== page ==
Haddad inducted into national honor society

For one senior resident, Michigan’s fall season was exceptionally nice. Not only were the days unusually warm and balmy for Michigan, but Ra’ad Haddad MD also got a little warmth when he received national honors at Michigan State University.

Ra'ad Haddad MD, Hurley Medical Center
Ra'ad Haddad MD, Hurley Medical Center

Haddad, a third-year resident and also a chief resident in Hurley’s Internal Medicine Residency Training Program, was inducted into the MSU College of Human Medicine Gamma Chapter of Alpha Omega Alpha (AOA) Honor Medical Society on Nov. 2.

“It went very well,” said Haddad after the ceremony. “It is a great feeling to be part of the AOA family. I am very appreciative for doctors who dedicate their time and effort for serving humanity and succeed for better health care.”

MSU CHM’s Gary Ferenchick MD said in a letter that selections were made by a committee of AOA faculty who considered the following criteria: outstanding performance in the residency program, evidence of scholarship as a resident house officer, and evidence of outstanding community service.

The official bio for the awards ceremony reported that his resident colleagues see him as a role model for patient care, education and leadership, as well as a trusted coworker and reliable team player.

In addition, faculty preceptors universally described Haddad as “an excellent resident.” Other excerpted faculty comments:

  • Very detail-oriented, conscientious, and thorough. … Patient care and medical knowledge exemplary. … Enjoyed working with him.
  • Excellent leadership for his research team.
  • Focused and driven to strive for excellence.
  • Communicates well with nurses, patients, families. … Very caring in approach.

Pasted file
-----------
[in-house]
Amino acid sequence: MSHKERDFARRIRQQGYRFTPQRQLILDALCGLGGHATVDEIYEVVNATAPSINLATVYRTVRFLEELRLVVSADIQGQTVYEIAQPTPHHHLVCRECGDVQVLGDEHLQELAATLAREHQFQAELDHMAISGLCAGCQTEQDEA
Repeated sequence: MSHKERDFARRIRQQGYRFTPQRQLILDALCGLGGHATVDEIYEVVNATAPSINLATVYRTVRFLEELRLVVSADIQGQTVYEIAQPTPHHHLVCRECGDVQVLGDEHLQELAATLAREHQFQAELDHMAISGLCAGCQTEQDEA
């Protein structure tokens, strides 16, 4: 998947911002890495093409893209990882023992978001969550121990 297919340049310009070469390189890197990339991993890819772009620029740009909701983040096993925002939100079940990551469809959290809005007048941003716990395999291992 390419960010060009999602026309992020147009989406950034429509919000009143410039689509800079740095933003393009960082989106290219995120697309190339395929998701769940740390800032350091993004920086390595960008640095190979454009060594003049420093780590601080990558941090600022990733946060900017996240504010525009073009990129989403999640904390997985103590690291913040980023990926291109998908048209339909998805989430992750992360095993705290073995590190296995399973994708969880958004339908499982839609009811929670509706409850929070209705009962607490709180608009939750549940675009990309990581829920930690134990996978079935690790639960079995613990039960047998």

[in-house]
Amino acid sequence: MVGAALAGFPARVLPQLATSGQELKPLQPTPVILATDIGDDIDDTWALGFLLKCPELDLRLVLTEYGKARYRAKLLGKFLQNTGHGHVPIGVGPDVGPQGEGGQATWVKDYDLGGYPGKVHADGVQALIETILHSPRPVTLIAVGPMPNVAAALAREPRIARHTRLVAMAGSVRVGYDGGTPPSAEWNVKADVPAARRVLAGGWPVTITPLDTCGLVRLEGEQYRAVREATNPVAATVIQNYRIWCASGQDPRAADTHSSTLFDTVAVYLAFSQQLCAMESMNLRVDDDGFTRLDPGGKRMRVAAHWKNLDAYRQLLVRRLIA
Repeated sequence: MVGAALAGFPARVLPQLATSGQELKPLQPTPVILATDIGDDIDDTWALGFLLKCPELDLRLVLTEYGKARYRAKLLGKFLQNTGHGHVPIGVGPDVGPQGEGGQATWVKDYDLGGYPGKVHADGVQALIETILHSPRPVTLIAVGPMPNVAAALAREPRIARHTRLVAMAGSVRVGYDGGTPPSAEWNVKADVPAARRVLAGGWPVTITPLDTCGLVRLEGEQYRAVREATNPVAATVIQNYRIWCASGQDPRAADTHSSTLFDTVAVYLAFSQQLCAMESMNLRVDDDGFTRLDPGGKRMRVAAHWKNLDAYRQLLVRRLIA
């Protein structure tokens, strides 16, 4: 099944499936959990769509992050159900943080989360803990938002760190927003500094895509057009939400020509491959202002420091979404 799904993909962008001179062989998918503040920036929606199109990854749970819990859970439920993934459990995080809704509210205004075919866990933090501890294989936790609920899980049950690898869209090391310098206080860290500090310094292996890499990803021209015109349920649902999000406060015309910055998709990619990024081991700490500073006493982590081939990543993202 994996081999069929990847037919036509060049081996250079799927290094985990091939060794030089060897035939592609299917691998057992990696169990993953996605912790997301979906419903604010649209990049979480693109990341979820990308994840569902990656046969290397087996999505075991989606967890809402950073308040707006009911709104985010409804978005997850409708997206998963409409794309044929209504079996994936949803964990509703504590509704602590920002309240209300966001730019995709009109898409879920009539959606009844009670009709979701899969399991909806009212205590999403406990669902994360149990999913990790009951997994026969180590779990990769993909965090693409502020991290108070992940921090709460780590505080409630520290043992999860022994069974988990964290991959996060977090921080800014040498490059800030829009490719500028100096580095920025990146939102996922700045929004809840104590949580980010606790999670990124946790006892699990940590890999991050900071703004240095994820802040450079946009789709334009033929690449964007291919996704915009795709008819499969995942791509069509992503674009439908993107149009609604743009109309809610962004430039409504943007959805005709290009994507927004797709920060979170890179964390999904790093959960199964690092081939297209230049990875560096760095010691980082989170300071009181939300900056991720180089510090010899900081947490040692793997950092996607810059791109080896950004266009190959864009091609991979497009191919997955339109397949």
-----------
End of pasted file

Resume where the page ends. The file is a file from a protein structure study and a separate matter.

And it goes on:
• Listens well … and acts accordingly.

Haddad earned his medical degree from the Jordan University of Science and Technology, where he helped spread healthcare to unreachable areas as a volunteer medical student, delivering community education about diabetes, smoking, obesity, and other health issues.

After graduation, he worked as a general practitioner in his home county before joining research investigators at the Mayo Clinic in Rochester, Minn., in 2013, and focused on the use of genomic medicine in clinical practice. One trial observed changes in metabolic profile after genetic results disclosure in people with increased genetic cardiovascular risk.

In 2014, he joined the Hurley Internal Medicine Residency Training Program as a first-year resident. He has continued to help the community while working in Flint. As part of his program’s work with area homeless shelters, Haddad helps the poor and underserved population in the area by offering health screenings and educational sessions. He has had multiple scholarly presentations at local and regional conferences, as well as many peer-reviewed publications in academic journals.

In 2015-2016, he received the Outstanding Resident Educator Award from Michigan State University College of Human Medicine. He also was selected by his faculty and peers to serve as 2016-2017 chief resident of the Internal Medicine Residency Program at Hurley.

After graduation in 2017, Haddad plans to continue his training in an endocrinology fellowship at the University of Michigan.

For now, he is enjoying his time at Hurley, where the faculty are always there to give support, he said, mentioning Program Director Ghassan Bachuwa MD MHSA MPH, in particular.

“His positive influence has helped me to progress into becoming a better doctor,” said Haddad.

Posted by: Julie Campe